From the Authors of the Bestselling Book on College Admissions
The college admissions process is changing; and it is becoming even more competitive. But parents – and to a lesser extent students and guidance counselors – are not exactly in tune with the new admissions landscape. Now, a revamp to a classic bestseller is once again about to revolutionize the admissions world. The new book, Getting In: The Zinch Guide to College Admissions and Financial Aid in the Digital Age (Wiley, 978-1-1180-0597-2; May 2011) offers practical advice, online resources, and interactive exercises to help kids and their parents conquer this stressful, anxiety-provoking, and seemingly life-changing experience. The book helps families figure out which schools might be right for them, how to get in, and how to pay for it.
Originally published in 1983, Getting In! quickly became the number-one best-selling book on college admissions. It revealed what went on behind the closed doors of the nation’s selective schools and explained – clearly – what kids could do to improve their chances of admission. Well, a lot has changed since then! More kids are applying than ever before and a large part of the college search and application process is done entirely online.
So what makes this book different from –and better than -- the dozens of other resources and websites out there?
Getting In! is the only book that offers expertise from both top college admission officers and leading high school college counselors. Written with a digital sensibility, it also leverages the power of Zinch.com, the largest online social network connecting applicants with colleges. Likened to a “LinkedIn for young people,” Zinch streamlines the college search process, by allowing students to create professional profiles, search for programs, and get matched to schools and scholarships. The 3-year old site has grown quickly, to more than 3 million student profiles and 850+ universities.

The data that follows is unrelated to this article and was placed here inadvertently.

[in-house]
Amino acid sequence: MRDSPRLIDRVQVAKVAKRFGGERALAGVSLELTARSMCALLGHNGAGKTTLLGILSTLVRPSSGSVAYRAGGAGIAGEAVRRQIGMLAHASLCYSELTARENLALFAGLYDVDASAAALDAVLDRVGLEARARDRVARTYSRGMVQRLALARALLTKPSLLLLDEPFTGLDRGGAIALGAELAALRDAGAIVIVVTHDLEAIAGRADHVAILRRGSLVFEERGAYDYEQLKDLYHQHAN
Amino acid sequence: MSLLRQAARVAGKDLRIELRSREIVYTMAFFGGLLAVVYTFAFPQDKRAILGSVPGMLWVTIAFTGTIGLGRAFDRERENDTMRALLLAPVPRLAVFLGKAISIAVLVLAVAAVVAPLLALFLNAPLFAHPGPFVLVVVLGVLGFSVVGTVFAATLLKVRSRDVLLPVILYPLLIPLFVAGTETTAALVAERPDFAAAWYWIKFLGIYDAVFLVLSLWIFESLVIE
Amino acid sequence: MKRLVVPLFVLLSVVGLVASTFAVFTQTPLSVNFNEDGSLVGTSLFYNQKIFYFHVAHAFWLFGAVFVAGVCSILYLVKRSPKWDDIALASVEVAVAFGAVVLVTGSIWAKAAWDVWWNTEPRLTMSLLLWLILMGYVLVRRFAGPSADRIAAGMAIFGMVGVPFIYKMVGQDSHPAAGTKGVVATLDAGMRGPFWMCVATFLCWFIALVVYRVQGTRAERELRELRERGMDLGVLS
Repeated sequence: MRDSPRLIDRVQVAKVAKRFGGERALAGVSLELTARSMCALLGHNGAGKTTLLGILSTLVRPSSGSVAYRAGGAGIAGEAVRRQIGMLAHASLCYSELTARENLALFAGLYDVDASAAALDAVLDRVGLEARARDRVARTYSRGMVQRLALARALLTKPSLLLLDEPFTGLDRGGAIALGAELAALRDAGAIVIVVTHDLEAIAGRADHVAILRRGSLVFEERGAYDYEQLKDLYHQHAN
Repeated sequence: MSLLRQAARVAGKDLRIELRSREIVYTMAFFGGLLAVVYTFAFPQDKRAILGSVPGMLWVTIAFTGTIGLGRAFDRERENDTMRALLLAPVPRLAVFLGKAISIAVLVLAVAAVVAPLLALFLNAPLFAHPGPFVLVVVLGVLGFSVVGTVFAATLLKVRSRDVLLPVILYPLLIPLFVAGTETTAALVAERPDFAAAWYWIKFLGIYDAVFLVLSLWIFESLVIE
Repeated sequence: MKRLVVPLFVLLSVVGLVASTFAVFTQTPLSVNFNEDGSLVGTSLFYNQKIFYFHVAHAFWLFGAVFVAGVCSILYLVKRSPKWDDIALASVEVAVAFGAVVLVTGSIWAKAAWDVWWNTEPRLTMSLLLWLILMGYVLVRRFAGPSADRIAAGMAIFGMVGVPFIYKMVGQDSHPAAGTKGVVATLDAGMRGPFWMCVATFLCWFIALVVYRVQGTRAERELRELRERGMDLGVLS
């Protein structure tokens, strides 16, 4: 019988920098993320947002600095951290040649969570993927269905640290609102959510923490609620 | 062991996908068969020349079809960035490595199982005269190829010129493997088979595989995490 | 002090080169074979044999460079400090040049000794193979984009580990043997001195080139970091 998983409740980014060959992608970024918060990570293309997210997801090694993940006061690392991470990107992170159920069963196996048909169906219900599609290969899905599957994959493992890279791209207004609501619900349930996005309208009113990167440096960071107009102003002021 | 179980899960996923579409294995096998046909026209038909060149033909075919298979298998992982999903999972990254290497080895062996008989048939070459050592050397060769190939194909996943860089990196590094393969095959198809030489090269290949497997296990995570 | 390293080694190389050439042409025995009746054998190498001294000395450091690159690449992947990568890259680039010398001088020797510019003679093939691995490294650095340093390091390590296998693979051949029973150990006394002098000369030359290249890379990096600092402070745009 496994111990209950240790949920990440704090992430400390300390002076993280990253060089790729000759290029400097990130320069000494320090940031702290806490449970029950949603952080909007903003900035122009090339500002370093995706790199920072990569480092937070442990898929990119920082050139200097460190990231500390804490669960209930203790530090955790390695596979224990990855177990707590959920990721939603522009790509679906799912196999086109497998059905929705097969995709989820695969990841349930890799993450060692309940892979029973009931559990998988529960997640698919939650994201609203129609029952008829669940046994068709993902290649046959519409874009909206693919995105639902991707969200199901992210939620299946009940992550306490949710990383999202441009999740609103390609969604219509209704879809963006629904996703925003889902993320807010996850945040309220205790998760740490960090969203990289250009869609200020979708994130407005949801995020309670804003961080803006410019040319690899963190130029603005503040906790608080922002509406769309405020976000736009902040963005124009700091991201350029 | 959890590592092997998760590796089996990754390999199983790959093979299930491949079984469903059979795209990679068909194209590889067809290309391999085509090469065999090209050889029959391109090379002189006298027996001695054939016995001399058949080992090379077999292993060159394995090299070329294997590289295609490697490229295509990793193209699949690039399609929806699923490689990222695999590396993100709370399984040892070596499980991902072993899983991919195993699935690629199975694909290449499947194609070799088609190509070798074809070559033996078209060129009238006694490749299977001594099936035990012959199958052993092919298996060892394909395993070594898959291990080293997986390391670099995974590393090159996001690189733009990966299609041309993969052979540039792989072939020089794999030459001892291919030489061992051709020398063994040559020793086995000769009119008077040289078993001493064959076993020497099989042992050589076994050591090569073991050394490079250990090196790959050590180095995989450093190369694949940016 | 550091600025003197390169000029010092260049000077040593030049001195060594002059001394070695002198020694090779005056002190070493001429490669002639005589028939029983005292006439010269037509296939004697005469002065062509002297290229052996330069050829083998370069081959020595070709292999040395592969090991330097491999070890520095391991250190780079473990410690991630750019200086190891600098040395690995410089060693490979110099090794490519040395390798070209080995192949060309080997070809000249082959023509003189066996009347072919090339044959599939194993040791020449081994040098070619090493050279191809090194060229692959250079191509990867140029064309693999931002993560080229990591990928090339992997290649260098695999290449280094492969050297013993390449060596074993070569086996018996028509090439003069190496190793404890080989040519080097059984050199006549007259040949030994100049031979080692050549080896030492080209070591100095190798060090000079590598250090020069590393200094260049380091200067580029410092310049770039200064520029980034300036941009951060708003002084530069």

Getting In addresses money issues head-on and even tackles athletics and admissions from an insider’s perspective. The book strips away the myths of recruiting, coaches’ admission “clout,” and scholarships.
Here are just a few tips found in the book:
On choosing the right school:
Don’t ask a kid if he prefers a large school or a small school. How could he possibly know what a large school or large classes are all about? High school kids have never been in a class with more than 35 other students. And even at small liberal arts colleges, everyone winds up taking a few large lecture classes. So don’t start off the college search by eliminating large universities. You may know them off your list later— for better reason—but don’t start your search by eliminating schools for the wrong reasons.
On improving your odds:
- Don’t make dumb mistakes or typos on the application. Admission officers don’t take perverse pleasure in rejecting kids. But you make their job (sadly) easier when you have mistakes or typos in your application or essay. You may be qualified; but so will lots of other kids. And their applications won’t contain a dumb mistake.
- Give admission officers a reason to like you and remember you: a hook.
- Remember that good colleges are looking for the well-rounded class, not the well-rounded kid. They want a few scholars for each department; a few athletes for each team; a few musicians; and a few kids for each club. Give them an easy way to slot you into one of their needs
- Connect with admission officers in a way they want to get connected. For example, through Zinch.
- Scrub your Facebook page. Admission officers will look.
- Create a link to a web page that communicates your work, your passion, your hook.